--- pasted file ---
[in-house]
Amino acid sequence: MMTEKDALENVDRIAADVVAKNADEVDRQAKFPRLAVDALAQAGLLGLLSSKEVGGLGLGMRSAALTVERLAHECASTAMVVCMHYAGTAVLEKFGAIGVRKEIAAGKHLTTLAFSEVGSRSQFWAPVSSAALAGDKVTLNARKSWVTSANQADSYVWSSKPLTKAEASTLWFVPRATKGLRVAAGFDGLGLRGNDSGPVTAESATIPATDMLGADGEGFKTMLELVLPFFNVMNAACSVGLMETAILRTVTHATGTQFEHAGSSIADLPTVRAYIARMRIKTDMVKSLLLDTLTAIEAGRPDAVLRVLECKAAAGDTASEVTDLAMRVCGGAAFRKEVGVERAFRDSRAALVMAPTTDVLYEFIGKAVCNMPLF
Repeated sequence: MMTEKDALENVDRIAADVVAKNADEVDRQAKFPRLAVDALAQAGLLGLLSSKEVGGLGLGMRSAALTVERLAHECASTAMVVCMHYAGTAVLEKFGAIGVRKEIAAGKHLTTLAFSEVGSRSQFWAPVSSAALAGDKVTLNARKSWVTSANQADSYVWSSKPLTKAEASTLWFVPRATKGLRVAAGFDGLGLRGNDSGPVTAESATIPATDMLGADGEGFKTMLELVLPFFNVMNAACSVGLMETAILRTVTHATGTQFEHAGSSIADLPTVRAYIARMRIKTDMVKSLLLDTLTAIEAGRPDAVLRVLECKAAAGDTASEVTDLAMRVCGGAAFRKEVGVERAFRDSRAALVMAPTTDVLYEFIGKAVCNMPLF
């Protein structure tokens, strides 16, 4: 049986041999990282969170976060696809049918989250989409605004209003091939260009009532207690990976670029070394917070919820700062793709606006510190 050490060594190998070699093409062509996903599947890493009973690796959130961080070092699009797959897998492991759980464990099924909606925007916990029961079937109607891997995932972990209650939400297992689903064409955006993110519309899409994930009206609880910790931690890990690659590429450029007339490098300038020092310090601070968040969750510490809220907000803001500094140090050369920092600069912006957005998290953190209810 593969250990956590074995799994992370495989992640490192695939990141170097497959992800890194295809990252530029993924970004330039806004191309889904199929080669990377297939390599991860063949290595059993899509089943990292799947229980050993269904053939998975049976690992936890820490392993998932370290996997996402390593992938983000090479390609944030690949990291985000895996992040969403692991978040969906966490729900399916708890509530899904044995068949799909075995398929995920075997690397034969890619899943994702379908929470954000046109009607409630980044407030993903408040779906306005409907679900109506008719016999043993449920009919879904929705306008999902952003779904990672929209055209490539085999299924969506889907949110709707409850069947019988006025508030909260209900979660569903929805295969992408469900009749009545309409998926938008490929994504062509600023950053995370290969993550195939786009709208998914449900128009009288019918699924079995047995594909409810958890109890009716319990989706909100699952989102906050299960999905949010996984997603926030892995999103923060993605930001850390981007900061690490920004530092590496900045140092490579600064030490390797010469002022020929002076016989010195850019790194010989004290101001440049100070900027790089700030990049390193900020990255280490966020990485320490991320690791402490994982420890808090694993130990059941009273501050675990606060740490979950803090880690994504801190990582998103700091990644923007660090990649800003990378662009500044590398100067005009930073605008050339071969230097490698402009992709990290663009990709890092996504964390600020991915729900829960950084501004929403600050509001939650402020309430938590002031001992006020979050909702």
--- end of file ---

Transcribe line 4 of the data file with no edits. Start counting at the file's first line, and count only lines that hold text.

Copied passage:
């Protein structure tokens, strides 16, 4: 049986041999990282969170976060696809049918989250989409605004209003091939260009009532207690990976670029070394917070919820700062793709606006510190 050490060594190998070699093409062509996903599947890493009973690796959130961080070092699009797959897998492991759980464990099924909606925007916990029961079937109607891997995932972990209650939400297992689903064409955006993110519309899409994930009206609880910790931690890990690659590429450029007339490098300038020092310090601070968040969750510490809220907000803001500094140090050369920092600069912006957005998290953190209810 593969250990956590074995799994992370495989992640490192695939990141170097497959992800890194295809990252530029993924970004330039806004191309889904199929080669990377297939390599991860063949290595059993899509089943990292799947229980050993269904053939998975049976690992936890820490392993998932370290996997996402390593992938983000090479390609944030690949990291985000895996992040969403692991978040969906966490729900399916708890509530899904044995068949799909075995398929995920075997690397034969890619899943994702379908929470954000046109009607409630980044407030993903408040779906306005409907679900109506008719016999043993449920009919879904929705306008999902952003779904990672929209055209490539085999299924969506889907949110709707409850069947019988006025508030909260209900979660569903929805295969992408469900009749009545309409998926938008490929994504062509600023950053995370290969993550195939786009709208998914449900128009009288019918699924079995047995594909409810958890109890009716319990989706909100699952989102906050299960999905949010996984997603926030892995999103923060993605930001850390981007900061690490920004530092590496900045140092490579600064030490390797010469002022020929002076016989010195850019790194010989004290101001440049100070900027790089700030990049390193900020990255280490966020990485320490991320690791402490994982420890808090694993130990059941009273501050675990606060740490979950803090880690994504801190990582998103700091990644923007660090990649800003990378662009500044590398100067005009930073605008050339071969230097490698402009992709990290663009990709890092996504964390600020991915729900829960950084501004929403600050509001939650402020309430938590002031001992006020979050909702």